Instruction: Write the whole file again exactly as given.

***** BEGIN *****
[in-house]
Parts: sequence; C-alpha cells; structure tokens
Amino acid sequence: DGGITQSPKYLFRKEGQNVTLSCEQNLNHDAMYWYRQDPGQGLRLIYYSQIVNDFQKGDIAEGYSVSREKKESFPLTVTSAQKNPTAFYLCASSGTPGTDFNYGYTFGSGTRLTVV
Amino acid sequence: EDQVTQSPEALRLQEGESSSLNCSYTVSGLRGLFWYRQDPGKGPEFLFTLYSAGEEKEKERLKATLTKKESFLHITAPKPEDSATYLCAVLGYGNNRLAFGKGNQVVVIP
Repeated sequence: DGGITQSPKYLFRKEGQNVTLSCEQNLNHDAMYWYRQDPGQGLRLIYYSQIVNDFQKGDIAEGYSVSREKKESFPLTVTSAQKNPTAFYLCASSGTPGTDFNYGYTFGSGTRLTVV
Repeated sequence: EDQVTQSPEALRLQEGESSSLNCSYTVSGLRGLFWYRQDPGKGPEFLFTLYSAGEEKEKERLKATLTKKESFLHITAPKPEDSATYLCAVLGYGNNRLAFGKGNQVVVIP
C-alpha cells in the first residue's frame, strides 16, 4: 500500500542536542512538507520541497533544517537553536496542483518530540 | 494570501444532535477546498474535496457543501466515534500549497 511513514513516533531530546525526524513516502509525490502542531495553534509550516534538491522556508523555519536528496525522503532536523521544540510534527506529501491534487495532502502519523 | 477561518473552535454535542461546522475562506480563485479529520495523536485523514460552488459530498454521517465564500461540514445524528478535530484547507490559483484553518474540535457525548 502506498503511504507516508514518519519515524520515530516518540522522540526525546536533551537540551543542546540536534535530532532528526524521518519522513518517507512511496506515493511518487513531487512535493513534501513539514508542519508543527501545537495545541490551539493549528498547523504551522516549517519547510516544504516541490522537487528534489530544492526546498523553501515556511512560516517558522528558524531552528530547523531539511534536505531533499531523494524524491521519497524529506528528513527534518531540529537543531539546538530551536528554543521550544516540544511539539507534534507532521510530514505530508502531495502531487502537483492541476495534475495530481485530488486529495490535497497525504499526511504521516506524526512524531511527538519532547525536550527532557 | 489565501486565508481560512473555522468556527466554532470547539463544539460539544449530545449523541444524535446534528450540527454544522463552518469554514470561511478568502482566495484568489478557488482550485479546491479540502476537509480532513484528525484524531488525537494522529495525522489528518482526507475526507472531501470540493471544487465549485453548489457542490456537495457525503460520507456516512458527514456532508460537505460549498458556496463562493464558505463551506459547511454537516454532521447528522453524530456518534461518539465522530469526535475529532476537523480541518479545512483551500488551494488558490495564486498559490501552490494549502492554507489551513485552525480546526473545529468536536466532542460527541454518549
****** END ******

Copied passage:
[in-house]
Parts: sequence; C-alpha cells; structure tokens
Amino acid sequence: DGGITQSPKYLFRKEGQNVTLSCEQNLNHDAMYWYRQDPGQGLRLIYYSQIVNDFQKGDIAEGYSVSREKKESFPLTVTSAQKNPTAFYLCASSGTPGTDFNYGYTFGSGTRLTVV
Amino acid sequence: EDQVTQSPEALRLQEGESSSLNCSYTVSGLRGLFWYRQDPGKGPEFLFTLYSAGEEKEKERLKATLTKKESFLHITAPKPEDSATYLCAVLGYGNNRLAFGKGNQVVVIP
Repeated sequence: DGGITQSPKYLFRKEGQNVTLSCEQNLNHDAMYWYRQDPGQGLRLIYYSQIVNDFQKGDIAEGYSVSREKKESFPLTVTSAQKNPTAFYLCASSGTPGTDFNYGYTFGSGTRLTVV
Repeated sequence: EDQVTQSPEALRLQEGESSSLNCSYTVSGLRGLFWYRQDPGKGPEFLFTLYSAGEEKEKERLKATLTKKESFLHITAPKPEDSATYLCAVLGYGNNRLAFGKGNQVVVIP
C-alpha cells in the first residue's frame, strides 16, 4: 500500500542536542512538507520541497533544517537553536496542483518530540 | 494570501444532535477546498474535496457543501466515534500549497 511513514513516533531530546525526524513516502509525490502542531495553534509550516534538491522556508523555519536528496525522503532536523521544540510534527506529501491534487495532502502519523 | 477561518473552535454535542461546522475562506480563485479529520495523536485523514460552488459530498454521517465564500461540514445524528478535530484547507490559483484553518474540535457525548 502506498503511504507516508514518519519515524520515530516518540522522540526525546536533551537540551543542546540536534535530532532528526524521518519522513518517507512511496506515493511518487513531487512535493513534501513539514508542519508543527501545537495545541490551539493549528498547523504551522516549517519547510516544504516541490522537487528534489530544492526546498523553501515556511512560516517558522528558524531552528530547523531539511534536505531533499531523494524524491521519497524529506528528513527534518531540529537543531539546538530551536528554543521550544516540544511539539507534534507532521510530514505530508502531495502531487502537483492541476495534475495530481485530488486529495490535497497525504499526511504521516506524526512524531511527538519532547525536550527532557 | 489565501486565508481560512473555522468556527466554532470547539463544539460539544449530545449523541444524535446534528450540527454544522463552518469554514470561511478568502482566495484568489478557488482550485479546491479540502476537509480532513484528525484524531488525537494522529495525522489528518482526507475526507472531501470540493471544487465549485453548489457542490456537495457525503460520507456516512458527514456532508460537505460549498458556496463562493464558505463551506459547511454537516454532521447528522453524530456518534461518539465522530469526535475529532476537523480541518479545512483551500488551494488558490495564486498559490501552490494549502492554507489551513485552525480546526473545529468536536466532542460527541454518549